Randall Hill - In Between
. Great quality recording, nice phases in the edit keeping the song fresh. A really tight band sound. The backing vocals add some nice touches too.
Slimming down the gear - I posted recently on this topic. Its a useful principle to bear in mind, the more options you have the slower your creative process may become. I'm with you on the Variax thing. I have the Variax accoustic 700 and the increase in leads you need stops you using it.
I reckon out of the dozen or so sounds it offers only 3 have any real use. BUT its great when I'm playing live as it does give some variation, no pun intended,
especially the switch between 6 and 12 string guitars, so I'll keep that. At home it stays in the bag.
. Ha! I did it for 9 years as an electrical engineer.
There's only one rule really. Do not melt the solder wire onto a cool contact. This can cause what is called a 'dry joint' where a blob of solder sits on the surface but hasn't bonded. Wrap the wire as you want then heat up the contact till it is hot enough to melt any solder you place on it. The only problems could be plastic wire sheathing shrinking back as the contact heats. But it should be manageable; the trick is to keep dabbing the solder wire onto the contact so it melts as soon as
the thing is hot enough.
Avoid cliches like the plague.
The advice is spot on, the irony is established artistes can use cliche and write appalling garbage. The worst culprit for this is Robbie Williams, his songs are just lists of cliches. But that originality is hard to achieve. I think the answer lies in writing from real life, reflect on what you actually experience. The imagination may resort to cliche to easily. If I say 'imagine a beautiful sandy beach' you think of the cliche of a an advert. If I say 'imagine Shanklin Beach on the Isle of Wight' then I have specific sights, sounds, emotions to pull into my writing; because I've been there.
Sugarspin (Jim Daly & KV
There For You. Nice to have a female vocalist around for a change. Another tight recording and a professional sheen. A strong moody atmosphere pervades, very indie feel. Killer guitar solo, well played.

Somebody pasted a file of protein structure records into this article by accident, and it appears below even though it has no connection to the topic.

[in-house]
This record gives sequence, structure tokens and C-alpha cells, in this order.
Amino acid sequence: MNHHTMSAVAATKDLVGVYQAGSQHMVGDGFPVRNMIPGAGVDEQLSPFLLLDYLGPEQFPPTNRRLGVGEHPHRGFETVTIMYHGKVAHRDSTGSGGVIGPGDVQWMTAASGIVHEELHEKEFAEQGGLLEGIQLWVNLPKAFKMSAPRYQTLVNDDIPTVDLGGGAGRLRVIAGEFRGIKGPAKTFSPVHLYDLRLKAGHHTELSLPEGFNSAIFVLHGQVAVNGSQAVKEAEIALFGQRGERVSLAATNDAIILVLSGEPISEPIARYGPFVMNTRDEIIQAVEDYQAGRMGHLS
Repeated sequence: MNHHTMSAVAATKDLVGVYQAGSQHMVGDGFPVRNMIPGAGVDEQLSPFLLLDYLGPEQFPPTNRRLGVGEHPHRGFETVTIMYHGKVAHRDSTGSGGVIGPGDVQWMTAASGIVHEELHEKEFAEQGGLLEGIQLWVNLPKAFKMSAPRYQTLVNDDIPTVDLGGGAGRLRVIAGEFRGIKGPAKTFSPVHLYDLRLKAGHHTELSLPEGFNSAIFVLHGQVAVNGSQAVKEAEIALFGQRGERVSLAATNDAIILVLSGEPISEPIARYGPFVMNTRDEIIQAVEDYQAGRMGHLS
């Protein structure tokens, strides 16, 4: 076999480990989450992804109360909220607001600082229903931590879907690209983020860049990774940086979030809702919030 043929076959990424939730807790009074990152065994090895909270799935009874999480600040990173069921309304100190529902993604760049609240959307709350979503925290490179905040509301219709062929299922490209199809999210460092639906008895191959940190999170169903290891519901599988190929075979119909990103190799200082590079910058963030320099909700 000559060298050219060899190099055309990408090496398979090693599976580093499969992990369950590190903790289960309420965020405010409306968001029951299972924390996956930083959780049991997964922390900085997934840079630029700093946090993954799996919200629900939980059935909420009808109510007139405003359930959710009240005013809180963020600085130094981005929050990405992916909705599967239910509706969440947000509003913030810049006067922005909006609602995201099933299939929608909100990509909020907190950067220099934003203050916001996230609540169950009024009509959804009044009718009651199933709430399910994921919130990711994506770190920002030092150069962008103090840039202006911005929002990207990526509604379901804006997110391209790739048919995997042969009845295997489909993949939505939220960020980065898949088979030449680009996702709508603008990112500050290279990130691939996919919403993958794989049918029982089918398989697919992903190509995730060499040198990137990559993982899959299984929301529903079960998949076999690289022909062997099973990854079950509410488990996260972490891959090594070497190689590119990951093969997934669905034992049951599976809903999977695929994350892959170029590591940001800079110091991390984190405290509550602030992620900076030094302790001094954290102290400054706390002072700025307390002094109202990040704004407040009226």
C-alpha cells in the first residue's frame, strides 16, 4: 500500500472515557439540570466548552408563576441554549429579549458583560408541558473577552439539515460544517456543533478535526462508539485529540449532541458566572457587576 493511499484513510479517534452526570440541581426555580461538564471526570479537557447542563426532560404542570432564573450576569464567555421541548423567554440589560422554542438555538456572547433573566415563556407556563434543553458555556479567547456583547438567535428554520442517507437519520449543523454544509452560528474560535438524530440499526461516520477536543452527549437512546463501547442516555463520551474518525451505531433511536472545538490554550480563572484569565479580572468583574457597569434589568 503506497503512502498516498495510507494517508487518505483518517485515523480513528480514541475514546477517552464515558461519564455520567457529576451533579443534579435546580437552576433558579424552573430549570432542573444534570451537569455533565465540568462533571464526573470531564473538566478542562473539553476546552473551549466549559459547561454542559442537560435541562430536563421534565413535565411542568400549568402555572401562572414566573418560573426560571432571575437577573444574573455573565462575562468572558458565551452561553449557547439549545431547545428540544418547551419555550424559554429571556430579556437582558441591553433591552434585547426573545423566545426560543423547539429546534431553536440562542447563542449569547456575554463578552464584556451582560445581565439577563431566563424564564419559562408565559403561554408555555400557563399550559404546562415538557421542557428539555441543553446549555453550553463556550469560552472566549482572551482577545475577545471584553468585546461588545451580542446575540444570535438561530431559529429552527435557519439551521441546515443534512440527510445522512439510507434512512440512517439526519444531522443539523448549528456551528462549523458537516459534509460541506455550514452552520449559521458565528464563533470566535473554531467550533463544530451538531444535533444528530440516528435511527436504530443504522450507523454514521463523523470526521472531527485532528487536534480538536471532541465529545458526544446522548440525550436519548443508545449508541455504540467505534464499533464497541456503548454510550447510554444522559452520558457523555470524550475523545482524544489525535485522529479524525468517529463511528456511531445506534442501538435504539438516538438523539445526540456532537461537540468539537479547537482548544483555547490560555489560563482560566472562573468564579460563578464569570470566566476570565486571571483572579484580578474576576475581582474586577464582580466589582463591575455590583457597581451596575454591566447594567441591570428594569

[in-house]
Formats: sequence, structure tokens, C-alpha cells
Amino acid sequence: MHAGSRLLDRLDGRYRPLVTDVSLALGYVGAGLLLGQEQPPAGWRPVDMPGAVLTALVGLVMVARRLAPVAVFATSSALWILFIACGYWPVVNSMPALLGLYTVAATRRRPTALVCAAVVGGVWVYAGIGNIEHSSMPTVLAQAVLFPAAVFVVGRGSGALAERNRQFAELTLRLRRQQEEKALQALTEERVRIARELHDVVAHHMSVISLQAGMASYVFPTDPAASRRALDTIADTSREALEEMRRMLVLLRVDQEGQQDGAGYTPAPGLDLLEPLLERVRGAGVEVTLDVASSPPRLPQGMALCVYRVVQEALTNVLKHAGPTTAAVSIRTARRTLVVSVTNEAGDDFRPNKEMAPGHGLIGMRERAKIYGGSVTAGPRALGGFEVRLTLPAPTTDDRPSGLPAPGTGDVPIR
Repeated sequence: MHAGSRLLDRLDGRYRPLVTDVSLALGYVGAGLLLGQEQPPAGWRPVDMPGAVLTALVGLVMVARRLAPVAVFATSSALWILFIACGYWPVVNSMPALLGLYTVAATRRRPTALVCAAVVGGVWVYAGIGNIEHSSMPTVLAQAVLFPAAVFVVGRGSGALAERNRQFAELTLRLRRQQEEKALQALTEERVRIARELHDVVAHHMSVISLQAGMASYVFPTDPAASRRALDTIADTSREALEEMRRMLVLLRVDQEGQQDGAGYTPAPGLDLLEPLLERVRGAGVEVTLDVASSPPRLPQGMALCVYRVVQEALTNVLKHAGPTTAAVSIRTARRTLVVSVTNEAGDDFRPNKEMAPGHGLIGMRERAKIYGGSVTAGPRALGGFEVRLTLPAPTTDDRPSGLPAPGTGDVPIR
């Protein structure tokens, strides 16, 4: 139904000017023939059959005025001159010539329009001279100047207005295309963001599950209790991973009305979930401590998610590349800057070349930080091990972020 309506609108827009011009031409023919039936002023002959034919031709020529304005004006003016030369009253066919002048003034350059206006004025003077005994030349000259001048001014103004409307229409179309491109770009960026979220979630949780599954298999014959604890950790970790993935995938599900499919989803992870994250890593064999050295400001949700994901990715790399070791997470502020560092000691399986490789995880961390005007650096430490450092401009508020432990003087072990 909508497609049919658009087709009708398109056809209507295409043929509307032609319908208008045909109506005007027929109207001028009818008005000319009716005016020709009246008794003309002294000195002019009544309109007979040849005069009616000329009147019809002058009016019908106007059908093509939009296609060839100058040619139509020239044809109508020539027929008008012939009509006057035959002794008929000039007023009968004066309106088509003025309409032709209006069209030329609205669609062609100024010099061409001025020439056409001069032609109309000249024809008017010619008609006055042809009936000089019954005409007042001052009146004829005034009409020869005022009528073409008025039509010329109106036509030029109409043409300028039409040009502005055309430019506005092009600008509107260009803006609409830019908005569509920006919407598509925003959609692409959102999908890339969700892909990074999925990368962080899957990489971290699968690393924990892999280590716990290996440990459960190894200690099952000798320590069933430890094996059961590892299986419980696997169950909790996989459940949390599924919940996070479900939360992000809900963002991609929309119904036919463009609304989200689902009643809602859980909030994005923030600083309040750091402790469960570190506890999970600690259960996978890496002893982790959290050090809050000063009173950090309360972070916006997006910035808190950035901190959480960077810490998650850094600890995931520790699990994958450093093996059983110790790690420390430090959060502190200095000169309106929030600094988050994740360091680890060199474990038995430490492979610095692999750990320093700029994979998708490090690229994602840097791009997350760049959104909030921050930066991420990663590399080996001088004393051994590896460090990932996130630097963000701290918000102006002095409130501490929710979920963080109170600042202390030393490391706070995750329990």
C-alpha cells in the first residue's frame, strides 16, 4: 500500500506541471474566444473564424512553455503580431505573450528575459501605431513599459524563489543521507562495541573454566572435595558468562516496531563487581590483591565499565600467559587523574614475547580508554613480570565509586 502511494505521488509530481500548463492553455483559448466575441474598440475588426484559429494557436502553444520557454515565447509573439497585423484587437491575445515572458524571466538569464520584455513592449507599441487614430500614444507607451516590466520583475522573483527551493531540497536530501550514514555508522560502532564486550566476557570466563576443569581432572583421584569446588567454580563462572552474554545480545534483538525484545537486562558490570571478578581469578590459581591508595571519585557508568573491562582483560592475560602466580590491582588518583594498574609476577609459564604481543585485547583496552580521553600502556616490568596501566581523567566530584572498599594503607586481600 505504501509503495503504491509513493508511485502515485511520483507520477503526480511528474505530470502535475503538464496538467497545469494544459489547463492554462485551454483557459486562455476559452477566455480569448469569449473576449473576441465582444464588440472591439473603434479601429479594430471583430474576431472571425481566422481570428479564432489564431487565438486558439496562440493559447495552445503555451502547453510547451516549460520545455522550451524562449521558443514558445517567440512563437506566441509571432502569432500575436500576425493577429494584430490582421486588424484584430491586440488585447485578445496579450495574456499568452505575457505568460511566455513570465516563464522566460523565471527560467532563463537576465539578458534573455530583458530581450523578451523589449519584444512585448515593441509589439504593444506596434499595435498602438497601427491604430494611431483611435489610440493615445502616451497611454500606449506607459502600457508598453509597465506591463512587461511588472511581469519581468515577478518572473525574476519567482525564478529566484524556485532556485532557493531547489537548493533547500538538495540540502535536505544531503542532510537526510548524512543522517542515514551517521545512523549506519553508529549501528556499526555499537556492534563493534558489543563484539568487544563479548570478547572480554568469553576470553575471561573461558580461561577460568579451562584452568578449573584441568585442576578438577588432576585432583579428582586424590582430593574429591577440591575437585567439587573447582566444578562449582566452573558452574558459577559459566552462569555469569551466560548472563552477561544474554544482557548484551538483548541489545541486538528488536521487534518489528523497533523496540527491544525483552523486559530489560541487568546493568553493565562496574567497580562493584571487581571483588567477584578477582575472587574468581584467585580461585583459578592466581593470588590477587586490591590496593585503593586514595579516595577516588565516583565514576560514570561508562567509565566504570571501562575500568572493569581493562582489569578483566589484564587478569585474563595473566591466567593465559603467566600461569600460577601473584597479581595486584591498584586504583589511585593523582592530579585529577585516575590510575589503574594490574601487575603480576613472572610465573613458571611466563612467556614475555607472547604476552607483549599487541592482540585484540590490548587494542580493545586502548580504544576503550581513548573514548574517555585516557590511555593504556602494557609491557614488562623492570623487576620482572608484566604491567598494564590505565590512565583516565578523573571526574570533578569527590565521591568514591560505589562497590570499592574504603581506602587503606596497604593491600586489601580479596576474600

Gear again. I got my new laptop up and running which pleases me. The solution was to tweak the operating system. Nothing difficult, I just googled some advice. I take the point about organising plug ins. I haven't felt too disorganised. As for presets, I did write them down once. I did it on a word doc and I can open that and check it. I wonder where it is? Truth is I probably don't have that
many plug ins. I tend to squander time looking for the right sound on Mixcraft's synths. Actually this discussion has prompted me. I must make a list of plugin sounds I like with a brief description and stick it on the wall. "I must go through this list" "They got a whole ton of these". Do you have a whole ton of time to get to grips with them? A lot of what is available might sound good in a sci fi movie,
but the musical value is probably limited.
Now here's a worthwhile project I'm on. I just ordered 2 CDs 'Now That's What I Call Country' (1 and 2). So I can hear new music and listen how modern country sounds, is mixed etc. So I can get my head round the genre. I did the same recently with modern UK pop. What I learned surprised me. I came to the view that I need to change my editing style, I got too much pointless fill in my mixes. Also the structure of a 'modern song' is nothing new, it's the edit that provides the change of phases. Chuck in some ear candy and I think I can develop a new and more contemporary sound.
Exactly What You Need - Hobey Kuhn. The points I just made are evident in this mix. It goes places, keeps changing. Less is more. Good work chaps.